Vocational Profiles that automatically result in a finding of disability There are two vocational profiles which automatically result in a finding of disability at step five. A claimant who did not complete the 7th grade or receive a GED, and has a 35 year history of work in arduous unskilled physical labor will be found disabled at step five. Also, a claimant who is 55 years old or older with less than a high school education or GED and no past relevant work is disabled at step five. 20 C.F.R. §§ 404.1562, 416.962.

Medical Application of Medical-Vocational Guidelines If a claimant’s vocational profile is inconsistent with the two profiles resulting in an automatic finding of disability at step 5, Social Security will evaluate whether there are jobs which exist in significant numbers in the national economy. The decision maker will refer to the Medical-Vocational Guidelines (20 C.F.R. §§ 404 Appendix 2, Subpart P), which are referred to as the “grid rules”. The Grid Rules are a table of guidelines that assists a decision maker is making disability determinations. The grid rules consider a claimant’s vocational profile (age, education work experience and residual functioning capacity). At step 5, a vocational consultant or expert will normally provide testimony when the claimant’s characteristics do not exactly match a grid rule. The vocational profile applies at Step 5 to determine whether or not a claimant is able to make adjustments to other work. The Grids are considered a “framework” for disability decision making. If the claimant’s “vocational profile” is the same as a rule in the grid, that rule “directs a conclusion” as to whether the person is disabled or not disabled. Appendix 2, §200.00(a); 20 C.F.R. §§404.1569, 416.969. The decision maker will determine which table in Appendix 2 is applicable based on the claimant’s residual functional capacity for sedentary, light or medium work.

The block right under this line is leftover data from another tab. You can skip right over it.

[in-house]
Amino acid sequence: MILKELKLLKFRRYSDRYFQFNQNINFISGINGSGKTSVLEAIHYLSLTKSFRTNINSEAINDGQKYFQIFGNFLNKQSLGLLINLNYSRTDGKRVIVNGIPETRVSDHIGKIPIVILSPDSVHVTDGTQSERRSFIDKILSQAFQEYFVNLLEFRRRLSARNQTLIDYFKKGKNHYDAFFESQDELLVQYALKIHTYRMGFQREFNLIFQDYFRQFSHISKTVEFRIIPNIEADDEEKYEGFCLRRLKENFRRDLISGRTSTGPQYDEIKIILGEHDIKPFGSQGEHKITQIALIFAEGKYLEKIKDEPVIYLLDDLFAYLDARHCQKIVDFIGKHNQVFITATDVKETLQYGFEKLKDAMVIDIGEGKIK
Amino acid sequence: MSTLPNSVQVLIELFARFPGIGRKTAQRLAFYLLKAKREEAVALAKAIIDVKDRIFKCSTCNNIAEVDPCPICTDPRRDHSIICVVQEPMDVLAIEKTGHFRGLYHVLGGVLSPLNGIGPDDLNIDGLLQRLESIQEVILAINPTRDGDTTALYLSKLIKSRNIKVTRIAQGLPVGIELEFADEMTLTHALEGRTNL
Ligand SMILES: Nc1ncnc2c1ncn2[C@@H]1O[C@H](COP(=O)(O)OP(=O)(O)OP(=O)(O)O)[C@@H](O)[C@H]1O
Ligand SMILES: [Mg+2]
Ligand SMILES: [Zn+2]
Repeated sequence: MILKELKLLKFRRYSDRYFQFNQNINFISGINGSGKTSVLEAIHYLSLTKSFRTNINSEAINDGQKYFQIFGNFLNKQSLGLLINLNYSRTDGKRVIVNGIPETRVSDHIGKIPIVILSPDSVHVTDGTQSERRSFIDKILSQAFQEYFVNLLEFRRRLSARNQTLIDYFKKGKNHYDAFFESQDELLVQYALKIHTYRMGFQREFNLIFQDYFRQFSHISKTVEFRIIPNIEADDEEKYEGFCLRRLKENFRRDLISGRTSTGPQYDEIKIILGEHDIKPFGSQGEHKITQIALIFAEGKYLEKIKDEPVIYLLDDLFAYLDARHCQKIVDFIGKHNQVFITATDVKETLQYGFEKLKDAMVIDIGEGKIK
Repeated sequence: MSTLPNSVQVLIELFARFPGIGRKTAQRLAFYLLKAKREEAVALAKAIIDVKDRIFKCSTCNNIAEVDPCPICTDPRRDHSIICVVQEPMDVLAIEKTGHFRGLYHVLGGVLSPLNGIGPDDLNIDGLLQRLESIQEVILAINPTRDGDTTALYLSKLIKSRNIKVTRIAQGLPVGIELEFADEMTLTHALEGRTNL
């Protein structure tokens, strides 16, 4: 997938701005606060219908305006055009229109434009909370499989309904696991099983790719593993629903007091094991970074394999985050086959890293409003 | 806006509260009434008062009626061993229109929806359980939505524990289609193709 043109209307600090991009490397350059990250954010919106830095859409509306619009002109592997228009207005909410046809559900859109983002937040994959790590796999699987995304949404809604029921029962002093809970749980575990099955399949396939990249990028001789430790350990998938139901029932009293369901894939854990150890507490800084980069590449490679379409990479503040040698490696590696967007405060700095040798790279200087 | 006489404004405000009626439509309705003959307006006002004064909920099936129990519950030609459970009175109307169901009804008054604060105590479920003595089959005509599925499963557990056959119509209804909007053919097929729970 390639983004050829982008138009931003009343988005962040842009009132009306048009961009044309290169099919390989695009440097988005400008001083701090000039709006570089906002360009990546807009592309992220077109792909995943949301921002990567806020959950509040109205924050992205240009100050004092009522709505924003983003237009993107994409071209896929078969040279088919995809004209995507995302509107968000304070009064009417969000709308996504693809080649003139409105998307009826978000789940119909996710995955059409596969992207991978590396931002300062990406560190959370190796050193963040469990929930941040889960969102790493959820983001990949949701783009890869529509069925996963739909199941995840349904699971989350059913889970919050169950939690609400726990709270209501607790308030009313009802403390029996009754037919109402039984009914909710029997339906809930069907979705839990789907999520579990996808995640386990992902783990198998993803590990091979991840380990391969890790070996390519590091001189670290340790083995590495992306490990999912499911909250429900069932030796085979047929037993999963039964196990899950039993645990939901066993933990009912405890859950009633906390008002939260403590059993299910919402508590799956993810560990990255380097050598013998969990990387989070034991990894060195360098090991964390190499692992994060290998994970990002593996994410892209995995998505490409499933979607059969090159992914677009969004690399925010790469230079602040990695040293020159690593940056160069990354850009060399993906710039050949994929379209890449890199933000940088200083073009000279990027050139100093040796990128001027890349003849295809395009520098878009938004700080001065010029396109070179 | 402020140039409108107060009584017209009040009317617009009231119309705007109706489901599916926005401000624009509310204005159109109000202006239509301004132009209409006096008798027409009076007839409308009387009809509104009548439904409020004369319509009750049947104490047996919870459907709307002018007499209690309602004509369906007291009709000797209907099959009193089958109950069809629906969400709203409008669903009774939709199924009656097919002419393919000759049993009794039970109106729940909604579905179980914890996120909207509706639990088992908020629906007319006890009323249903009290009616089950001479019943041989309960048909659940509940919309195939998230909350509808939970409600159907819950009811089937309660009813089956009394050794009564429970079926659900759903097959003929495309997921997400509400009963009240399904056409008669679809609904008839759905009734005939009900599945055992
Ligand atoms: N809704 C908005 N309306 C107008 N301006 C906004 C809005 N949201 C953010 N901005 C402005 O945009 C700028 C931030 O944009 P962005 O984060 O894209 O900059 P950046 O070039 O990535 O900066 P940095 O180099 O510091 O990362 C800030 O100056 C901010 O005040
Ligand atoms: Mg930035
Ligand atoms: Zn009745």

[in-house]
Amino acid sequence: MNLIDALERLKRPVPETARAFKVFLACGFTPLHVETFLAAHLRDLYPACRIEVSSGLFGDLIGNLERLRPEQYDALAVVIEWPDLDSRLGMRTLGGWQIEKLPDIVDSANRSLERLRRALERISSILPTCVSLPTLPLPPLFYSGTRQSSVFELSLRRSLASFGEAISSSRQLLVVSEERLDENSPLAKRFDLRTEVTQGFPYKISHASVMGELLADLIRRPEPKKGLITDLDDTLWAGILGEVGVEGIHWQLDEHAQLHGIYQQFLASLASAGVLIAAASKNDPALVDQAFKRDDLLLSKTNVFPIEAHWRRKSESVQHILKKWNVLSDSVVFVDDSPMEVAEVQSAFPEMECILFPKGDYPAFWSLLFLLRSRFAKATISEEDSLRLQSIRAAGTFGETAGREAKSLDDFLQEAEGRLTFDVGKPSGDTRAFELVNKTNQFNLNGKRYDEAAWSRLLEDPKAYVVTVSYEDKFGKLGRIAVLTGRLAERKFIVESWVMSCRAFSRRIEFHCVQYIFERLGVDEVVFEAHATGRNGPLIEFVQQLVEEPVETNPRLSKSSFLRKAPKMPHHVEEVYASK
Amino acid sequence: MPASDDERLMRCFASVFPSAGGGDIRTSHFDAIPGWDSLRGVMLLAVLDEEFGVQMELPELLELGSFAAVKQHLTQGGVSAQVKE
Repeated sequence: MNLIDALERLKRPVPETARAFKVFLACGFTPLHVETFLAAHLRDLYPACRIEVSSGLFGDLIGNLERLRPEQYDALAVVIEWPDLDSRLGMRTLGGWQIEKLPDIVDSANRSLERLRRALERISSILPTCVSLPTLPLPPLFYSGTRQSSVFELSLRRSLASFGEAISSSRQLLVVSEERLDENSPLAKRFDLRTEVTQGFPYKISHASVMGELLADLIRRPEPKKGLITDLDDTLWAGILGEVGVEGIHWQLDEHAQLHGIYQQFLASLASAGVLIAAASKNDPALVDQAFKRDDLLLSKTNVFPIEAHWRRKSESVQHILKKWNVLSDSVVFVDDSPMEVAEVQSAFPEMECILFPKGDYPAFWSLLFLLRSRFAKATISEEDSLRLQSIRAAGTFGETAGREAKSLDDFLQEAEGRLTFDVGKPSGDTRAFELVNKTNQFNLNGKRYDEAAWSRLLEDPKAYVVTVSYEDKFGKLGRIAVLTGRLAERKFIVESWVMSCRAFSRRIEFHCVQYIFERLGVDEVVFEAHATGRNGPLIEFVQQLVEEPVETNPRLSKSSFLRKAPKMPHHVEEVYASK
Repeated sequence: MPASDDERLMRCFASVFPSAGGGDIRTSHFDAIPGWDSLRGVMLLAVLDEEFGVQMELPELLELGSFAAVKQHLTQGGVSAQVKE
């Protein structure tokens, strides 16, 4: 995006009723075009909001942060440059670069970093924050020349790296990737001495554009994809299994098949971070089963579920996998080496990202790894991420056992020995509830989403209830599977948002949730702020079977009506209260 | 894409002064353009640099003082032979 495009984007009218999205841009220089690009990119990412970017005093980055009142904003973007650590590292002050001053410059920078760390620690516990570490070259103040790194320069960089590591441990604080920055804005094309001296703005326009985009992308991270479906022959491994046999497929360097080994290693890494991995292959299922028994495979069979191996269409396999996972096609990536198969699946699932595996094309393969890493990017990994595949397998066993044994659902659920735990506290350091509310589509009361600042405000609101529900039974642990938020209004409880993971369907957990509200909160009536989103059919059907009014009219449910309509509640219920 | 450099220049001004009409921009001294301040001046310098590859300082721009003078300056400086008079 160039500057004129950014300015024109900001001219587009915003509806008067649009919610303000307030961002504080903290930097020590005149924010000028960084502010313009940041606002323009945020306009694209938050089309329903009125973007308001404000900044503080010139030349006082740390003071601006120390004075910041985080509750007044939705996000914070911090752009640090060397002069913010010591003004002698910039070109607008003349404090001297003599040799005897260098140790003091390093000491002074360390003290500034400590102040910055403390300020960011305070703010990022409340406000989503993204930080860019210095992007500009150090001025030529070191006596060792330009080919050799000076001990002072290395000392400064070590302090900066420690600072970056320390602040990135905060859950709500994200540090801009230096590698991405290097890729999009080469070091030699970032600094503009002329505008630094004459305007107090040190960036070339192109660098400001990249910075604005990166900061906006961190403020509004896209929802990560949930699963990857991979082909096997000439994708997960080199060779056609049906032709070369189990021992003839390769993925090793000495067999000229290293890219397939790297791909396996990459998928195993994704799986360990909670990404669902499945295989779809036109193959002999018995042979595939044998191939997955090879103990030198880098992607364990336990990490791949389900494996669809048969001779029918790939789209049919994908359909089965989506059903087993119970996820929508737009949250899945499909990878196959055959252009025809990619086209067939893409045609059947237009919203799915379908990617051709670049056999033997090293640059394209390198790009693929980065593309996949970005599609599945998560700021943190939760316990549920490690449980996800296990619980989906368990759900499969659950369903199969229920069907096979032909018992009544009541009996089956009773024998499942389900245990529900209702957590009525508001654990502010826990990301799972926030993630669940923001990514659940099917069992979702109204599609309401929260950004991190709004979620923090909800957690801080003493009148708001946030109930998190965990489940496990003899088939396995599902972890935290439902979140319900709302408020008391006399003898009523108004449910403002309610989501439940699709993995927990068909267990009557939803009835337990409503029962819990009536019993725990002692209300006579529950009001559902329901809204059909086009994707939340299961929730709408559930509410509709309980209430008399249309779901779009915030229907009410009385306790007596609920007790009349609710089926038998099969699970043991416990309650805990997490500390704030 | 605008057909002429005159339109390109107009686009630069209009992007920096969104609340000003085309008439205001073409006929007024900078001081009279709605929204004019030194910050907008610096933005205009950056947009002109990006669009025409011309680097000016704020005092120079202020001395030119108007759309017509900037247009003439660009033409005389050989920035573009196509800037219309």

VOCATIONAL FACTORS AGE: 20 C.F.R. §§404.1565, 416.965  49 years old or younger:  50-54 years old:  55-59 years old:  60+

Younger Individual Closely approaching advanced age Advanced age Closely approaching retirement age

Education: 20 C.F.R. . §§404.1564(b)  Illiterate The inability to read or write  Marginal Education Generally a sixth grade education  Limited Education Generally 7th – 11th grade education  High School Education High School Diploma, G.E.D. or above **Testing may show ability lower than formal education. SSR 83-11

VOCATIONAL FACTORS Work Experience Work experience is based on past relevant work. Claimant’s work skills are classified in three different categories.  Unskilled work: a job that requires 30 days or less to learn (SVP1-2)  Semi-skilled work: Requires 30 days to 6 months to learn (SVP 3-4)  Skilled work: Requires 6 months to 4 years to learn (SVP 5-6)  Highly skilled: Requires 4-10 years to learn (SVP 8-9) 20 C.F.R. §§404.1568;416.968;SSR-84-41. An SVP is the Specific Vocational Preparation which establishes the timeframe by which it takes to acquire skills associated with a job title. The SVP is identified by the Dictionary of Occupational Title (DOT), which is published by the Department of Labor.

TRANSFERABLE SKILLS At step 5 of the sequential evaluation process, the decision maker may have to determine whether or not the claimant has acquired transferable skills. Transferability means applying work skills which a person has demonstrated in vocationally relevant past jobs to meet the requirement of other semi-skilled or skilled jobs. Once the decision maker has established that a claimant has transferable skills, he or she must clearly name those skills, specify what occupation the skills transfer from and what occupations the skills transfer to. It should be noted that skills cannot transfer from unskilled occupations.

Table No. 1- Residual Functional Capacity: Maximum Sustained Work Capability Limited to Sedentary Word as a Result of Severe Medically Determinable Impairment (Modified version of sedentary grid (201.01-201.06 only) * * There are a total of 23 sedentary grid rules

Previous work experience


Advanced age Limited or less

Unskilled or none



Skilled or semiskilled— Do. skills not transferable 1


Skilled or semiskilled— Not disabled skills transferable 1


High school graduate or more—does not provide for direct Unskilled or none entry into skilled work 2



High school graduate or more—provides for direct entry into skilled work 2

Not disabled


High school graduate or more—does not provide for direct Skilled or semiskilled— Disabled entry into skilled work 2 skills not transferable 1





Disability Determination for Adults Source:


(list is not exhaustive)


SOCIAL SECURITY ACT CODE OF FEDERAL REGULATIONS (20 C.F.R. ??404 et seq. and ??416 et seq. are essential) SOCIAL SECURITY RULINGS ACQUIESENCE RULINGS (AR) PROGRAM OPERATIONS MANUAL SYSTEMS - (POMS is a manual used by SSA employees to administer Social Security and Supplemental Security Income) HALLEX (Hearings, Appeals, and Litigation Law Manual) Relevant statutes, regulations, and rulings are available at the Social Security Administrations

View more...


Copyright � 2017 NANOPDF Inc.